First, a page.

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Honoring Black Leaders in Radiation Oncology

Each February, Black History Month serves as both a celebration and a powerful reminder that Black history is American history. It is a time to honor the past, celebrate the present and look to the future. The field of radiation oncology owes much to the many trailblazers who dedicated their lives to the health and wellness of others while dealing with structural and systemic obstacles that made their achievements all the more impressive. This page serves as a historical reminder and recognition of some of the doctors who advanced the field and made our specialty better and more inclusive. It also serves to shine a light on some of the leaders who are moving us forward. While this list is neither exhaustive nor complete, we hope you enjoy learning more about these outstanding Black physicians.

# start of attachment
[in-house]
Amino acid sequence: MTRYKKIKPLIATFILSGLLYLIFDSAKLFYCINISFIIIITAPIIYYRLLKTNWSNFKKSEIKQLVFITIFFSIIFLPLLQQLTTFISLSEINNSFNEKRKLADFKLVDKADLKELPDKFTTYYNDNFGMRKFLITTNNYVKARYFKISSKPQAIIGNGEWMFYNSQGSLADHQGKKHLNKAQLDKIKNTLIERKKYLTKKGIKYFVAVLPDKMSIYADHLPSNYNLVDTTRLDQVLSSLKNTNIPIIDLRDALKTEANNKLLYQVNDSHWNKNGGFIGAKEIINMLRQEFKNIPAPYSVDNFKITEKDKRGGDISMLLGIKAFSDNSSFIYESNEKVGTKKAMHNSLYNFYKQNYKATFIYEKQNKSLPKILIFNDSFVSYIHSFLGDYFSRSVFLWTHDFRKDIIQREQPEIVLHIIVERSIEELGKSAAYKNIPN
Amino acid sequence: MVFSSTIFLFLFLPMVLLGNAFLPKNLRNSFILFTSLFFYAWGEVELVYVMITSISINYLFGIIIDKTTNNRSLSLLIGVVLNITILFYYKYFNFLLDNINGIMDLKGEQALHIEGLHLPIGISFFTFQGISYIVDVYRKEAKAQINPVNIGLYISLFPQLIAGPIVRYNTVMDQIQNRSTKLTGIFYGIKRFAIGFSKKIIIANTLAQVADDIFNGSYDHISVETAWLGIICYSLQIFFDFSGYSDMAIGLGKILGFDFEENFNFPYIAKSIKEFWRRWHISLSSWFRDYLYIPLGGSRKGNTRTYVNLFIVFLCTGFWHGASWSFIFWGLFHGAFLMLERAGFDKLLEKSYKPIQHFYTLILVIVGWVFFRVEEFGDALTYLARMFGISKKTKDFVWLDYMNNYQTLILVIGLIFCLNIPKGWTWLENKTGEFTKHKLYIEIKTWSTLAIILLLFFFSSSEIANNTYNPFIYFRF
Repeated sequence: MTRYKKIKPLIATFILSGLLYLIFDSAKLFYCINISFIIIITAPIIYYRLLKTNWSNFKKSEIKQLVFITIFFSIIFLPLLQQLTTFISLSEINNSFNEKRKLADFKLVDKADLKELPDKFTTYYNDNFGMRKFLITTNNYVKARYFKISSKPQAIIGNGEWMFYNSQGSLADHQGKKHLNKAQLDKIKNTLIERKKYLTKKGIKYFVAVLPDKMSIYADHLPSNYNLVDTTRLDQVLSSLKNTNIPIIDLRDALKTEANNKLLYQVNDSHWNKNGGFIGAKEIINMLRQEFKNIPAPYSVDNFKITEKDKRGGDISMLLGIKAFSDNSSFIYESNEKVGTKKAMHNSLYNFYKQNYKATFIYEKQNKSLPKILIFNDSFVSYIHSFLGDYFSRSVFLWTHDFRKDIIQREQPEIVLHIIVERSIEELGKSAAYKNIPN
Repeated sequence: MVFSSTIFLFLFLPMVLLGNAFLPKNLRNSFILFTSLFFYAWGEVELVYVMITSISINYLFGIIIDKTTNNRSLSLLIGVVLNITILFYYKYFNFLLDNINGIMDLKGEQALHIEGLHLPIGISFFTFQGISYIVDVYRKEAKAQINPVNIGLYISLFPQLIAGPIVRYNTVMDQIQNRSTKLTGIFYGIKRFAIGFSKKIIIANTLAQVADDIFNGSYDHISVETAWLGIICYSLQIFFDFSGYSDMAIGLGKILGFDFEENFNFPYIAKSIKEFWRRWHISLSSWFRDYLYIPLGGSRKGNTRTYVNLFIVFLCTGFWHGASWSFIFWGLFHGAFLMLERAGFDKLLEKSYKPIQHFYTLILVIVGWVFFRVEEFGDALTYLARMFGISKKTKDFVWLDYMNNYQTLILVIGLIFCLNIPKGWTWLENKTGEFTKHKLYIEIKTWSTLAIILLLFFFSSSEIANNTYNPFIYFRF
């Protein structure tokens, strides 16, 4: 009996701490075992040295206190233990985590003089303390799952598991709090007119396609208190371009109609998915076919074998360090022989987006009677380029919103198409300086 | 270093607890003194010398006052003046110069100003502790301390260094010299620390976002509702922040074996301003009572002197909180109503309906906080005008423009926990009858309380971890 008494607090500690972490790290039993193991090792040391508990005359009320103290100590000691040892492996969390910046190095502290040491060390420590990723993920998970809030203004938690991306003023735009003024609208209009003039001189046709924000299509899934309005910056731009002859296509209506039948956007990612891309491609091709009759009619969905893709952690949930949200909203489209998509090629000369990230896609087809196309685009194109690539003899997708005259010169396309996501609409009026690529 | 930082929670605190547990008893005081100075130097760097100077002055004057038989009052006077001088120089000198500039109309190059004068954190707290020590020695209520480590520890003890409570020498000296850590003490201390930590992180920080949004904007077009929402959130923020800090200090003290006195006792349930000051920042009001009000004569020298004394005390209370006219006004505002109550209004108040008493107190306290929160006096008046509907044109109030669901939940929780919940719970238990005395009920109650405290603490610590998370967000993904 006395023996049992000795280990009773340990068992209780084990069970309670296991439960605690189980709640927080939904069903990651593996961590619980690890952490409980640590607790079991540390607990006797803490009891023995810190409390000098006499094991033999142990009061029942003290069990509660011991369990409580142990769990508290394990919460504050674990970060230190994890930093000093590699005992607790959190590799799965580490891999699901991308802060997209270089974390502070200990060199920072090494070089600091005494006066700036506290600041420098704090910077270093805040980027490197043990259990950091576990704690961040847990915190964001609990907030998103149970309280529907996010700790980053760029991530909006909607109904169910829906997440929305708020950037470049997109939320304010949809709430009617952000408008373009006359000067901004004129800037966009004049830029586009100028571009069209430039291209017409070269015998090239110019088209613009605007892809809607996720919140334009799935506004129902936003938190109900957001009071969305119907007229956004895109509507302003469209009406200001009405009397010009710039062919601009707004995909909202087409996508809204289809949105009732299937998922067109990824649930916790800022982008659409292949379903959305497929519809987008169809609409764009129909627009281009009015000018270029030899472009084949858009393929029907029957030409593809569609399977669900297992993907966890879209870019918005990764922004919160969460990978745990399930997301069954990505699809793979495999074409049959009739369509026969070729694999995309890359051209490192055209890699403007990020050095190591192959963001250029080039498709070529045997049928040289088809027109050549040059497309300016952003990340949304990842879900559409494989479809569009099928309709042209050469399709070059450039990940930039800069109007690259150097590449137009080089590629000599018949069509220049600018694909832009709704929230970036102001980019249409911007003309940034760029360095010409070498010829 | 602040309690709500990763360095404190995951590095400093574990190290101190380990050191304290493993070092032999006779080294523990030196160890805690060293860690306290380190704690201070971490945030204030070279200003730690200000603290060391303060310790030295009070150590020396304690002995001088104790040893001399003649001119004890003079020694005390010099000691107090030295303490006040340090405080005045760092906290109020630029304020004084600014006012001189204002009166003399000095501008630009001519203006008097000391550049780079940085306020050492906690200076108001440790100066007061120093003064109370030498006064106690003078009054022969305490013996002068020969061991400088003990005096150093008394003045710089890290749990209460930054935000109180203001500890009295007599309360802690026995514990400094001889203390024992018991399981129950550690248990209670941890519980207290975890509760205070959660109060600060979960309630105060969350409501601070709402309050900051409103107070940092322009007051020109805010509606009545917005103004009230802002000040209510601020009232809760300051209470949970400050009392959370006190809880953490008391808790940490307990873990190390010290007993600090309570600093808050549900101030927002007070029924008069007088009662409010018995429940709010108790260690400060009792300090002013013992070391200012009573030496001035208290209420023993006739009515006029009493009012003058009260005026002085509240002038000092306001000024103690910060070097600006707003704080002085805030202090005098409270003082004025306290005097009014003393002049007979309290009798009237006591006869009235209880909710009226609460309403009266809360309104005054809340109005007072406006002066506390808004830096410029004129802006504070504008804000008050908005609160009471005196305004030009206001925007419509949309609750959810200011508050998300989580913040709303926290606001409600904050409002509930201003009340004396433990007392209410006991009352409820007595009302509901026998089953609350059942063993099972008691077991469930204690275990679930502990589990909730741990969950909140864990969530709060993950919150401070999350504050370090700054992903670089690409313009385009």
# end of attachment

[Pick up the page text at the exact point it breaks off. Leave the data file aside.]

Marcus F. Wheatland Sr., MD

  • First known Black radiation oncologist and radiologist
  • Gave the first lecture by a radiation oncologist to the National Medical Association (1909) and served as NMA president

Ivy O. Brooks, MD

  • First Black woman to complete training in radiation oncology
  • Chief of radiology at VAMC Tuskegee for 20 years

William E. Allen Jr., MD

  • First African American certified X-ray technician (now radiologic technologist)
  • Established one of the first approved residencies in radiology for underrepresented students

Carl M. Mansfield, MD, FASTRO

Lori Pierce, MD, FASTRO

Iris C. Gibbs, MD, FASTRO


Curtiland Deville, MD

Chelsea Pinnix, MD, PhD

Charles Thomas, MD, FASTRO

Eleanor Walker

Eleanor M. Walker, MD


Karen Winkfield, MD, PhD, FASTRO

Robert A. Winn, MD


Edith P. Mitchell, MD

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